Unwilling to risk a felony conviction, or spend the large amount of money necessary to go to trial the man accepted a plea bargain to a misdemeanor domestic violence charge and was sentenced to a year's probation, 36 weeks of domestic-violence counseling at a cost of $1,600, a permanent restraining order, and a lifetime sentence of no weapons. His name will also come up as every time the police stop him because of the restraining order. And if they find him in her company, even with her permission, he will go to jail.

"Where was the violence?" his attorney asked?


 

Two sisters in Denver make a game of charging men with DV:

First case

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The same June 11, 1998, edition of Westword also carried a story of two other cases of domestic violence, both involving the same two sisters.

In the first case, the younger sister got her former boyfriend arrested on a domestic-violence charge for telephone "disturbance." The boyfriend had wanted a television back he had loaned to the older sister and money back he had loaned to his then-girlfriend.

He called with his demands once too often and the girls had a tape of him calling and asking for his stuff back. In one of the messages he apparently said, "Why can't I get a f***ing return phone call?" He didn't threaten her or her sister but because he used f***, he was charged with disturbance for using obscene language on the telephone.

According to the man's attorney: "The most ludicrous part was that it was a message he left for the older sister, with whom he didn't have an 'intimate relationship,' because he couldn't get the younger sister to call him back. But he still got tagged with domestic violence."

Fortunately, the attorney was able to locate witnesses who said the young women had boasted to friends that they knew how to get back at former lovers who crossed them. They even had allegedly laughed about writing a book about how to use Colorado's domestic-violence statutes as a weapon .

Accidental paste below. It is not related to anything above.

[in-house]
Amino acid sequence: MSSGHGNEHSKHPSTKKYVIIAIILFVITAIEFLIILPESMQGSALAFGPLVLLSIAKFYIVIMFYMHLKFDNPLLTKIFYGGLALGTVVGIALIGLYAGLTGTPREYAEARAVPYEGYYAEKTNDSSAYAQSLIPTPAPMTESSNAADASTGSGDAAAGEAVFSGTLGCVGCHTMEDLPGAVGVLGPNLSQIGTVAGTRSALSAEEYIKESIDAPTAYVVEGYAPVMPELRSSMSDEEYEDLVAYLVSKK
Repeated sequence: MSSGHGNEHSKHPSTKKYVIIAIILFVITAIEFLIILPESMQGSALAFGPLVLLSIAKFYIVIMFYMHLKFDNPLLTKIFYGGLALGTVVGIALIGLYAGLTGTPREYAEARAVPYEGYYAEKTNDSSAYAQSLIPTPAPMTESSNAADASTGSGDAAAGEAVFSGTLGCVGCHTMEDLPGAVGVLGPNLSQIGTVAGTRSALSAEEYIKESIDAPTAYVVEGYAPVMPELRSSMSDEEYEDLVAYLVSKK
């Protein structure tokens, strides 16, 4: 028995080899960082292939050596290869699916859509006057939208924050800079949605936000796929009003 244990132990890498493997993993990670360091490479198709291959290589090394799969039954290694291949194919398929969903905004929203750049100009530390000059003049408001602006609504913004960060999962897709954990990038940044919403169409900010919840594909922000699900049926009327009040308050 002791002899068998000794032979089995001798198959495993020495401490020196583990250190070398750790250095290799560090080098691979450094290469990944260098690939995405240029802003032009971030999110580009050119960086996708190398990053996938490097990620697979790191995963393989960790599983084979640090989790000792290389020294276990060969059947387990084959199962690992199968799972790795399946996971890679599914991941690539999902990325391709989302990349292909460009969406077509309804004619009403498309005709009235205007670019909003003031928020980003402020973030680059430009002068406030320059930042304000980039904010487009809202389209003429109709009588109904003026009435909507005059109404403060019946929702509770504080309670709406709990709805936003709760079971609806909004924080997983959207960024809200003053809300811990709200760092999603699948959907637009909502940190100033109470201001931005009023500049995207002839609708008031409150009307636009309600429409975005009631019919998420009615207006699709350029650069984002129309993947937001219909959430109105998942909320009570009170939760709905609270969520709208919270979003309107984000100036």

According to the Westword story, the younger sister had a personal perspective on domestic violence statutes: She had previously been arrested for assaulting another boyfriend and forced to take anger-management classes, which she referred to in front of friends as "how-to-beat-up-your-boyfriend-and-get-away-with-it classes."

The man's attorney tried in the first case to get the city attorney to listen to the witnesses and dismiss the charges. But the prosecutor said he couldn't make any deals that didn't include a guilty plea, probation, and 36 weeks of domestic-violence counseling, as mandated by Colorado law.

In this case the man was willing to go to trial ( and we think you should be as well ) but it wasn't until the morning of the trial, when the man and his attorney showed up with "a train of witnesses," that the prosecutor relented. The prosecutor talked to the witnesses, then talked to the sisters, then decided that he didn't think he could prove the case beyond a reasonable doubt and dropped the charges. Note that before the trial the courts and the prosecutors do not listen to the man at all, and we suggest you don't try. Nor, under the "no drop" law, will they listen to the woman no matter how much she may want to drop the charges. Domestic violence is a crime against the State and will be prosecuted to the full extent of the taxpayer's ability to pay.

According to the attorney in the case: "It cost my client a few thousand dollars for me to prepare for trial, not to mention his time and the stress. Anything but a crime with that 'Domestic Violence' stamped on the file, and they would have dropped it way before it got that far."

Second case